Real-Time Imaging of Retinal Ganglion Cell Apoptosis
The Western Eye Hospital, Imperial College Healthcare NHS Trust (ICHNT), London NW1 5QH, UK
The Imperial College Ophthalmic Research Group (ICORG), Imperial College London, London NW1 5QH, UK
Glaucoma and Retinal Neurodegeneration Group, Department of Visual Neuroscience, UCL Institute of Ophthalmology, London EC1V 9EL, UK
Author to whom correspondence should be addressed.
Cells 2018, 7(6), 60; https://doi.org/10.3390/cells7060060
Received: 9 May 2018 / Revised: 6 June 2018 / Accepted: 14 June 2018 / Published: 15 June 2018
(This article belongs to the Special Issue Innovative Methods to Monitor Single Live Cells)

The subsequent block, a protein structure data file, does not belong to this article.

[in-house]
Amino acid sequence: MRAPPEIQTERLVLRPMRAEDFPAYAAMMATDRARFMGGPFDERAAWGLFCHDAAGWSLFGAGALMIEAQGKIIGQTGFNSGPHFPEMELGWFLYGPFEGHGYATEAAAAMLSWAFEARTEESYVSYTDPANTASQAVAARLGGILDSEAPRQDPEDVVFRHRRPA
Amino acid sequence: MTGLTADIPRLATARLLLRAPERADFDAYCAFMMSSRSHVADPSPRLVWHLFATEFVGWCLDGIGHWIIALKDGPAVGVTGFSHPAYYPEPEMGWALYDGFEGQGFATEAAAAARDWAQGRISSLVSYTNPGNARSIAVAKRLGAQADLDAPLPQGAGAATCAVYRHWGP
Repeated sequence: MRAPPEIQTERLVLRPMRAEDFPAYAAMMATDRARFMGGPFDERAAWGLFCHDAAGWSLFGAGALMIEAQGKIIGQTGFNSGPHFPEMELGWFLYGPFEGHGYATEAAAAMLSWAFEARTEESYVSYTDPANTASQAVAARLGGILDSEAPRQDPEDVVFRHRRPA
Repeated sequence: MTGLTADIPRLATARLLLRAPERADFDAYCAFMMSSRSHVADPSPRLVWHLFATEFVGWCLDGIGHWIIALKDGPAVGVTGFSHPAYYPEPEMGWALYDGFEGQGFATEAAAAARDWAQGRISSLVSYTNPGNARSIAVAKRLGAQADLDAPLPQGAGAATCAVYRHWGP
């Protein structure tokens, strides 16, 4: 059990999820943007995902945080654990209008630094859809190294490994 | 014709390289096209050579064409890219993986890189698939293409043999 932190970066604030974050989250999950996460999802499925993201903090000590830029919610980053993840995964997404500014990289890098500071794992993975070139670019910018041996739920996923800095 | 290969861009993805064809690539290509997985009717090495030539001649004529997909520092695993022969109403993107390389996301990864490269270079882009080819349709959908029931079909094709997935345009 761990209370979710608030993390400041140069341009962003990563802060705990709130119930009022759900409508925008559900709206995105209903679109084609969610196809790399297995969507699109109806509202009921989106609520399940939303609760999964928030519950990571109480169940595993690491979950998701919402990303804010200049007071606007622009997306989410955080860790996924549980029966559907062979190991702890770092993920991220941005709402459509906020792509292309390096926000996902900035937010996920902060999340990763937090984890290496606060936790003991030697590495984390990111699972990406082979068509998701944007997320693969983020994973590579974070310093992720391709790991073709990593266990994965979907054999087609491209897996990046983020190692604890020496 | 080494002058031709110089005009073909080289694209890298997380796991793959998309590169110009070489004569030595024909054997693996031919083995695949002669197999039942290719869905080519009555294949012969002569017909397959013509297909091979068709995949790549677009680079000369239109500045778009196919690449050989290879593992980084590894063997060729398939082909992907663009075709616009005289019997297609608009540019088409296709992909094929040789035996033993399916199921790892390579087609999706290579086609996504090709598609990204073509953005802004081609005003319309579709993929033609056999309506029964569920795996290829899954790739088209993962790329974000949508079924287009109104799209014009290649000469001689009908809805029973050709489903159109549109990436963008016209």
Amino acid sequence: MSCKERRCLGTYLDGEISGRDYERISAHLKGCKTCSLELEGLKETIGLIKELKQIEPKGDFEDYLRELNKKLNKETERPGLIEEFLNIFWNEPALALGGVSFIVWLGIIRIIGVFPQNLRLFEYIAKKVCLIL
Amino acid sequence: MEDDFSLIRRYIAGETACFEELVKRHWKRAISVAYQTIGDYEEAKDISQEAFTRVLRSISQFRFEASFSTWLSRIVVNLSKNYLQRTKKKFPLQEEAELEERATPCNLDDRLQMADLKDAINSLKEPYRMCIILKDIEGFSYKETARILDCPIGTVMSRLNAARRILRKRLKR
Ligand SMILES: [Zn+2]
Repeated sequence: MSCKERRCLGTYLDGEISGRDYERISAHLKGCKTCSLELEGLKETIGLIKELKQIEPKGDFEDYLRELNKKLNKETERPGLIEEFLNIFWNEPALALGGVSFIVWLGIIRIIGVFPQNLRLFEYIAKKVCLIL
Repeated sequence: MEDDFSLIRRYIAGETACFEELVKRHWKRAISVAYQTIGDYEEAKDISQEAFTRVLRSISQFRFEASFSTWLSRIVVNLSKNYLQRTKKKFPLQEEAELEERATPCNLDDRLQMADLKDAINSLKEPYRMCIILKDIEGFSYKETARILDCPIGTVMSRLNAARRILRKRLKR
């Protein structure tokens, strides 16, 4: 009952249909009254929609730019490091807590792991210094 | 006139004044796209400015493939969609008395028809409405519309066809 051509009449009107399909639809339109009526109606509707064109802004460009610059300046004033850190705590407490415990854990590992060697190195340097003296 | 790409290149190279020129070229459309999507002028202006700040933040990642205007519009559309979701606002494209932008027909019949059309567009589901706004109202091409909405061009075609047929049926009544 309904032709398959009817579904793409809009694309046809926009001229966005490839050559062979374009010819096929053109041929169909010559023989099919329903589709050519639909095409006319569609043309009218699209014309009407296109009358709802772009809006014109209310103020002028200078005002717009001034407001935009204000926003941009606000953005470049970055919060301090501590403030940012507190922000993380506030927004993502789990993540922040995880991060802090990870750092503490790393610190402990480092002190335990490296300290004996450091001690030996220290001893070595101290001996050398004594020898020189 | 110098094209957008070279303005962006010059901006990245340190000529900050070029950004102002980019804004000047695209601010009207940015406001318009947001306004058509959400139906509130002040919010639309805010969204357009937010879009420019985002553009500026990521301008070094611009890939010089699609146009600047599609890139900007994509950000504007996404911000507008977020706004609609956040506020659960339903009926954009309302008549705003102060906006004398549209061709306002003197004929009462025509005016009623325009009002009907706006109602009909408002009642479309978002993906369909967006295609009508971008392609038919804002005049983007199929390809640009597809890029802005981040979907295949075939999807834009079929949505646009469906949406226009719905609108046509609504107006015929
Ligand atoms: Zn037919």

Monitoring real-time apoptosis in-vivo is an unmet need of neurodegeneration science, both in clinical and research settings. For patients, earlier diagnosis before the onset of symptoms provides a window of time in which to instigate treatment. For researchers, being able to objectively monitor the rates of underlying degenerative processes at a cellular level provides a biomarker with which to test novel therapeutics. The DARC (Detection of Apoptosing Retinal Cells) project has developed a minimally invasive method using fluorescent annexin A5 to detect rates of apoptosis in retinal ganglion cells, the key pathological process in glaucoma. Numerous animal studies have used DARC to show efficacy of novel, pressure-independent treatment strategies in models of glaucoma and other conditions where retinal apoptosis is reported, including Alzheimer’s disease. This may forge exciting new links in the clinical science of treating both cognitive and visual decline. Human trials are now underway, successfully demonstrating the safety and efficacy of the technique to differentiate patients with progressive neurodegeneration from healthy individuals. We review the current perspectives on retinal ganglion cell apoptosis, the way in which this can be imaged, and the exciting advantages that these future methods hold in store.